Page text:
From Paralysis To Promise
Quick response, neurosurgical expertise and the promise from a doctor to a patient helped Dean Otto recover from paralysis. He's now raising money for others with spinal cord injuries and just ran a half marathon with his neurosurgeon.
Once Dean Otto sets a goal, he's determined to reach it. This was true in business and in his hobby as an avid runner and biker. Dean's commitment to training was evident when he awoke at 6:00 am on September 24, 2016, to begin his bike ride.
"I looked like the typical geeky bike dad with all of the reflectors and safety gear on," said Dean.
Dean was approaching 23 miles per hour on his bike when three cars suddenly flew past him.
"That"s when I heard screeching brakes, and felt an impact," said Dean. He was hit by a 4000-pound Ford F-150 pickup truck, thrown from his mangled bike and knocked unconscious. When he came to, Dean remembered hearing sirens and realizing he could not move his legs.
At the hospital, he was assessed by Jonathan Parish, MD. Dean had no movement below his waist, and imaging revealed fracture dislocation and significant spinal cord compression. Dr. Parish immediately contacted neurosurgeon Matthew McGirt, MD, of Carolina Neurosurgery & Spine Associates to assess the severity of injury.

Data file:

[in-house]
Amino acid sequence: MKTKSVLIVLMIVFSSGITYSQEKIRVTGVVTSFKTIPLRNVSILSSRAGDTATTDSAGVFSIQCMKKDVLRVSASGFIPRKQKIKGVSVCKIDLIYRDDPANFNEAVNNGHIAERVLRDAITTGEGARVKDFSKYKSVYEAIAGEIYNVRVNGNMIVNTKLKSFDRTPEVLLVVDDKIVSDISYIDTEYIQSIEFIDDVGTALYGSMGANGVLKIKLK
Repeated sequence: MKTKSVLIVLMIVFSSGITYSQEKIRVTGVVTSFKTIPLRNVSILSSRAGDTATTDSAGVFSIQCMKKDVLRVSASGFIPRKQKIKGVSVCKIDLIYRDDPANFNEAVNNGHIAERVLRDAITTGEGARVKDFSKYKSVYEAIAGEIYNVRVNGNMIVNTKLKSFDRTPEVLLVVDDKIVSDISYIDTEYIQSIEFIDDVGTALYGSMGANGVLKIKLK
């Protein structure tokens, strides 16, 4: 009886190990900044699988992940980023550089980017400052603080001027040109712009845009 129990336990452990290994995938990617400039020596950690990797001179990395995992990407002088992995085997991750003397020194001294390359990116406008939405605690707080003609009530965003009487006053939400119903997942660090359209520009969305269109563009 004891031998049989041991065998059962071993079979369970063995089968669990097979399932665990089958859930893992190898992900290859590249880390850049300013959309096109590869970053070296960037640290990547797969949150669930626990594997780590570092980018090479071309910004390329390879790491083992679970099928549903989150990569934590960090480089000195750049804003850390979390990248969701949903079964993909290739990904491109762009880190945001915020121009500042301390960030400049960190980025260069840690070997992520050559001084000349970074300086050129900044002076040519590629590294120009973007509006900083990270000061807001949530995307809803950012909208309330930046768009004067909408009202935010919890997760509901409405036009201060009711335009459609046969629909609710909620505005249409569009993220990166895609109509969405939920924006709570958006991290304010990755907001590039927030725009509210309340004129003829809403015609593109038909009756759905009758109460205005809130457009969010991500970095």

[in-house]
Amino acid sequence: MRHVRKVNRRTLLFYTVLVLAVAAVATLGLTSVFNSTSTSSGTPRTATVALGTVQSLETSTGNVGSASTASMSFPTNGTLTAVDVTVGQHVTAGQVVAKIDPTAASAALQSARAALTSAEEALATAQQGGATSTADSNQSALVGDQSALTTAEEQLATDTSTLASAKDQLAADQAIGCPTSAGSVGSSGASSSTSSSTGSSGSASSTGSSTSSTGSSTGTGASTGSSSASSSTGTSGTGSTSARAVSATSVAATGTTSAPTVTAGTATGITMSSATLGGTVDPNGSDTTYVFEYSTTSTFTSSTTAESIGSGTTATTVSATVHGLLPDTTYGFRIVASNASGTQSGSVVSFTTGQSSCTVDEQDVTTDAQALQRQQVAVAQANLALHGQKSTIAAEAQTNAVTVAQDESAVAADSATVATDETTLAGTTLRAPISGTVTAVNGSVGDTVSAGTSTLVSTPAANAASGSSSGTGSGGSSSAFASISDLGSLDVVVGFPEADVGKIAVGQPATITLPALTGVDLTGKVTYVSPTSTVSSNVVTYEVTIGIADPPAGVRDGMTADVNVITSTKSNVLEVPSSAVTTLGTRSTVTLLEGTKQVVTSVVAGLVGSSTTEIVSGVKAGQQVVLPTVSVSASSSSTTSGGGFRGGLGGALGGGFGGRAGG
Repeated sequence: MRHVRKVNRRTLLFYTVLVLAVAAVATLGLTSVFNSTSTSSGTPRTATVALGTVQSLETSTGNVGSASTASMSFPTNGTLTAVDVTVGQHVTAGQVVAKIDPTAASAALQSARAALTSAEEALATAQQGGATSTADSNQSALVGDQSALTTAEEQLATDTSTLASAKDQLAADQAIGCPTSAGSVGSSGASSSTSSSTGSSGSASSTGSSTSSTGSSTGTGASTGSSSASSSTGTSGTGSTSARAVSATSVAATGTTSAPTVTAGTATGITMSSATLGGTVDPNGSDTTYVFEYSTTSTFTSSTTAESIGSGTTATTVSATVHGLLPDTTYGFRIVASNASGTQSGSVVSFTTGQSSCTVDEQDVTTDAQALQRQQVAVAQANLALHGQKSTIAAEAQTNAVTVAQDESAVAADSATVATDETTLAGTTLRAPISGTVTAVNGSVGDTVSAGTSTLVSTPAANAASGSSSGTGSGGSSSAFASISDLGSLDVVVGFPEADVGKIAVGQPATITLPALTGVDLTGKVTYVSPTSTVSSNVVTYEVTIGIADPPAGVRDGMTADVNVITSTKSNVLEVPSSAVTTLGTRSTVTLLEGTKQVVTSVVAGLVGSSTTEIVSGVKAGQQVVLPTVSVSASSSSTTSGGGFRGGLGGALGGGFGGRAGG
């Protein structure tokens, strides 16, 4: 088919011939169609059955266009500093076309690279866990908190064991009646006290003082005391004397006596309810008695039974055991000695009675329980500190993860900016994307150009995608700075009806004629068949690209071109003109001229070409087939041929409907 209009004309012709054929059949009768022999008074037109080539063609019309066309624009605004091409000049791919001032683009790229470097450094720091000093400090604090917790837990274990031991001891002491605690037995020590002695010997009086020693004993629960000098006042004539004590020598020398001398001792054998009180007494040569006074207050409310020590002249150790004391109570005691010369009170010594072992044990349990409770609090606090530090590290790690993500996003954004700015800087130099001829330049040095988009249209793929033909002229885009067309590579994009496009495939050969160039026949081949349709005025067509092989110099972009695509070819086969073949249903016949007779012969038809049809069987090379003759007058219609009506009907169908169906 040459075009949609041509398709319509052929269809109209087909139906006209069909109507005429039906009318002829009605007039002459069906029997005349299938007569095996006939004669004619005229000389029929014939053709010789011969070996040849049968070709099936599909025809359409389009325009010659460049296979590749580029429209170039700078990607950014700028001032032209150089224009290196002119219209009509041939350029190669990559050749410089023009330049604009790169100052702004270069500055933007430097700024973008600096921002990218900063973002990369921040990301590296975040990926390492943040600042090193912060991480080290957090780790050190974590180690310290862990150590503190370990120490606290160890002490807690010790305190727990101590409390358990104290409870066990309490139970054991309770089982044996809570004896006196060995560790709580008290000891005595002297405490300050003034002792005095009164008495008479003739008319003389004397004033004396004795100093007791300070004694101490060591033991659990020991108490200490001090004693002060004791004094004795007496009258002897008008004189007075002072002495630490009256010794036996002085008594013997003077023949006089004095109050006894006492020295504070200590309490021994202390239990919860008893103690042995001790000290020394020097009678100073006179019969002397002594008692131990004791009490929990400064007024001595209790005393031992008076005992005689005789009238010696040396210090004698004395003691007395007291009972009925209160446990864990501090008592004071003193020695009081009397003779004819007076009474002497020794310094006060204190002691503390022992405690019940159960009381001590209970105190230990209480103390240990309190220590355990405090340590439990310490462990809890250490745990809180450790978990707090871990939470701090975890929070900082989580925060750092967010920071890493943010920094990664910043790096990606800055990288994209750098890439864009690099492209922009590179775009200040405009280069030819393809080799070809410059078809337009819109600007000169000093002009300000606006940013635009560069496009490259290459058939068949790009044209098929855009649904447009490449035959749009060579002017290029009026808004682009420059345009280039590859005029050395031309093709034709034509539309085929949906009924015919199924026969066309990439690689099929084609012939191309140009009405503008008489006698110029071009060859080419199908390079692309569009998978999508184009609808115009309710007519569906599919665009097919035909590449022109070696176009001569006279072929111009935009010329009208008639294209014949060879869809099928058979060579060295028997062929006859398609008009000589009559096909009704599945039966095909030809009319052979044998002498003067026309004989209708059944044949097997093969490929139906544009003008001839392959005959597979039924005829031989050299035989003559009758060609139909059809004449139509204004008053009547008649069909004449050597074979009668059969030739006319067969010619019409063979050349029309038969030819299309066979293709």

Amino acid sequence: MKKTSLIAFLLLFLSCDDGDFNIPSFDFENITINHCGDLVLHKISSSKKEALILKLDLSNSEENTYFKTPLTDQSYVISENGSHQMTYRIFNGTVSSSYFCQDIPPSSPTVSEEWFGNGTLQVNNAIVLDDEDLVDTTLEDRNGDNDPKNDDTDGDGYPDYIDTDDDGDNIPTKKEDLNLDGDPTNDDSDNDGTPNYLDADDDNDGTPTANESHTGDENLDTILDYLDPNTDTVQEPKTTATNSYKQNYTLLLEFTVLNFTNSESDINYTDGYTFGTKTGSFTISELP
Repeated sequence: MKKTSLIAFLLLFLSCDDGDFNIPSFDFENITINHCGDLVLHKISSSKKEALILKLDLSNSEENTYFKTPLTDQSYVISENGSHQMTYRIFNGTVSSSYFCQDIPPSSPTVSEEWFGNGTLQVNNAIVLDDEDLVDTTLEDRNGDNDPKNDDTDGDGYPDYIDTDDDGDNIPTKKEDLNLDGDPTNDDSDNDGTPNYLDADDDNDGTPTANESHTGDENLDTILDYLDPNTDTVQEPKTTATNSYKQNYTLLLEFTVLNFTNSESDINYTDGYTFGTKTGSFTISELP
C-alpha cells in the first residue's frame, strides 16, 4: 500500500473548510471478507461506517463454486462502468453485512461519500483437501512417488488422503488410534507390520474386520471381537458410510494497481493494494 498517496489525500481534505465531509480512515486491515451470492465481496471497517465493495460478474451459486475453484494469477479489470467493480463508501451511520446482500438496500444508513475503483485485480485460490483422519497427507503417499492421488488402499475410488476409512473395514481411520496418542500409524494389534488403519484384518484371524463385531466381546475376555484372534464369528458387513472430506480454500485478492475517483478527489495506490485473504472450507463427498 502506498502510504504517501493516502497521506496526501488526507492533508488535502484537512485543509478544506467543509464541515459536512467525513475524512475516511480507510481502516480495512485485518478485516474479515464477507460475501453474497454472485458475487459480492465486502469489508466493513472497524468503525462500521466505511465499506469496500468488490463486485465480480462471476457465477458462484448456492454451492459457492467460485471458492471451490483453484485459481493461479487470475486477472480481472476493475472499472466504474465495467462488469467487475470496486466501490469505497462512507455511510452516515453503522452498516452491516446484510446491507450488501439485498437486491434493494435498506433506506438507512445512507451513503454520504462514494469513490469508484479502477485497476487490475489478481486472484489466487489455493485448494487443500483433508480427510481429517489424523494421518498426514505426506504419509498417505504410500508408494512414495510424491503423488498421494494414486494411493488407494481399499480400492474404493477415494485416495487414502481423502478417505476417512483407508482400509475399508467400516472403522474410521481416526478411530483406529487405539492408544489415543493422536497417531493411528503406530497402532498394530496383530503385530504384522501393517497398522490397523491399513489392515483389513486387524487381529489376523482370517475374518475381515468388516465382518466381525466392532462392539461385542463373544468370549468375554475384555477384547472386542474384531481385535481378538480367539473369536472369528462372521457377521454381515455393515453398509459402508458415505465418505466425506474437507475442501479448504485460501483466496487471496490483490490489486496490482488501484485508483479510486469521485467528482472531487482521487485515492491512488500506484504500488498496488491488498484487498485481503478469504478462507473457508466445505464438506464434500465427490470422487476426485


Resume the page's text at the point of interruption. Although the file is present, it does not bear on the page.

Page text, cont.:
"There were some firing neurons in Dean"s spinal cord, and a little sensation, but he still couldn't move. The first priority was to get him to the operating room immediately," said Dr. McGirt. "Our goal was to see how quickly we could decompress the spinal cord."
Over the course of two hours, Dr. McGirt performed a T11-L3 laminectomy and fusion, and reduction of the fracture/dislocation to decompress Dean"s spinal cord.
"When I woke up after surgery, I could feel my legs again," said Dean. "Dr. McGirt was standing over me, smiling. He said the surgery went absolutely perfectly and I had a chance at making a full recovery. I told him that I would run again, and I made Dr. McGirt promise he would run a half marathon with me!"
Forty-eight hours after undergoing complex spine surgery, Dean was on his feet, using a walker. He stayed in the hospital for one week, followed by months of intensive physical therapy.
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